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Electrode Potentials and Redox reactions

by hms.tech
Tags: electrode, potentials, reactions, redox
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hms.tech
#1
Feb2-13, 03:09 AM
P: 247
What is the relation between Electrode Potentials and Redox reactions ?

Can we determine the relative strength of reduction of a metal by looking just at the electrode potentials ?

Here is a particular thing that confuses me :

We know that the standard electrode potential of Lithium is -3.05V

I know that this implies that the bulk of the following reaction is to the right . (ie Lithium is a very good reducing agent.

Li [itex]\longleftrightarrow[/itex] [itex]Li^{+}[/itex] + [itex]e^{-}[/itex]


So here is the confusion :
1. What is the electrode potential of this reaction ?
Li [itex]\rightarrow[/itex] [itex]Li^{+}[/itex] + [itex]e^{-}[/itex]

2.What is the electrode potential of this reaction ?
Li [itex]\leftarrow[/itex] [itex]Li^{+}[/itex] + [itex]e^{-}[/itex]

are these going to be exactly the same as -3.05V or would we see a sign flip ?

Also, what exactly is a reduction potential and an oxidation potential ? (is there a difference between the two) ?
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frozonecom
#2
Feb2-13, 08:57 AM
P: 59
The reduction half reaction would be the negative one, and the oxidation half reaction would have the same magnitude as the standard reduction potential of lithium, but opposite in sign (so in short, positive). The values for the standard potential are usually listed in a table called standard reduction potential table, which I'm assuming you know. Those values are for the reduction reaction. The reverse of the reaction (the oxidation) has the cell potential opposite to the sign of the reaction cell potential of the other reaction.

The standard reduction potential values are from an experiment made with a voltaic cell, with the other electrode being SHE (Standard Hydrogen Electrode). The value for H+ is assigned with a value of 0 V arbitrarily. The reduction potential, as its name suggests, gives you an idea how that particular element is more likely to be reduced. And the oxidation potential gives you an idea how that particular element is more likely to be oxidized. If the value for the reduction potential is positive, then it is spontaneous (meaning this occurs in nature). If it is negative, then it isn't likely to occur.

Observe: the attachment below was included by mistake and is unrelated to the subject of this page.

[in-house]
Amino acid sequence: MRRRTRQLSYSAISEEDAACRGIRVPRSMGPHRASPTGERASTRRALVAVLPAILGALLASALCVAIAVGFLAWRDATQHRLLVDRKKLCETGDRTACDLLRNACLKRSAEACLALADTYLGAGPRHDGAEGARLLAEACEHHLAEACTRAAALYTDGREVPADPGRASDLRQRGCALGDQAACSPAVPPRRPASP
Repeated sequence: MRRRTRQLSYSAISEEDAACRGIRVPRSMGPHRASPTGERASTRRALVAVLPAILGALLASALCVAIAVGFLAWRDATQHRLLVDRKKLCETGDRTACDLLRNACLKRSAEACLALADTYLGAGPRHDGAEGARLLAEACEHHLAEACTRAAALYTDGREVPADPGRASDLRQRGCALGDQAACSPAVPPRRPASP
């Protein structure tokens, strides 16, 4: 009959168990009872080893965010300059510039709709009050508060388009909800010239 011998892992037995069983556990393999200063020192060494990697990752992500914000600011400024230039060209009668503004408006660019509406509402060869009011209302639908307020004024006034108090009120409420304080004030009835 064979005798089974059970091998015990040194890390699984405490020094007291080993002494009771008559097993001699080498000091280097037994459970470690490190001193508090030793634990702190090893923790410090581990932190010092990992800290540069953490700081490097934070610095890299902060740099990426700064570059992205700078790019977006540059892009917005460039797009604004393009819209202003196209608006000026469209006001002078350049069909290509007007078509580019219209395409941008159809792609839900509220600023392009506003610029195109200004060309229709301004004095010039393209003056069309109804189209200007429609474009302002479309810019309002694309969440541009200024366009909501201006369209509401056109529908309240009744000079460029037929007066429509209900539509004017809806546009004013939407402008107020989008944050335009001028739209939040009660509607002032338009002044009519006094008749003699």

As you may see from your equation, oxidation and reduction is seen by the forward and reverse equations. This means that one will have the positive value, and the other one having a negative value. Only one direction will be favored and be spontaneous.
Borek
#3
Feb7-13, 10:15 AM
Admin
Borek's Avatar
P: 23,579
This is a misleading approach.

Reaction goes both ways at exactly the same potential, doesn't matter if it is oxidation or reduction. When we want to calculate cell potential difference we should subtract EOx from ERed - and the sign will "flip itself" whenever necessary, this is simple math.

When calculating temperature difference between two objects of which one is at 10C and the other at -10C, we subtract 10-(-10)=20. Sure, we can say one has a "positive temperature" of 10C and the other has "negative temperature" of 10C, and the difference is sum of these - but it is just making things confusing when they are not.


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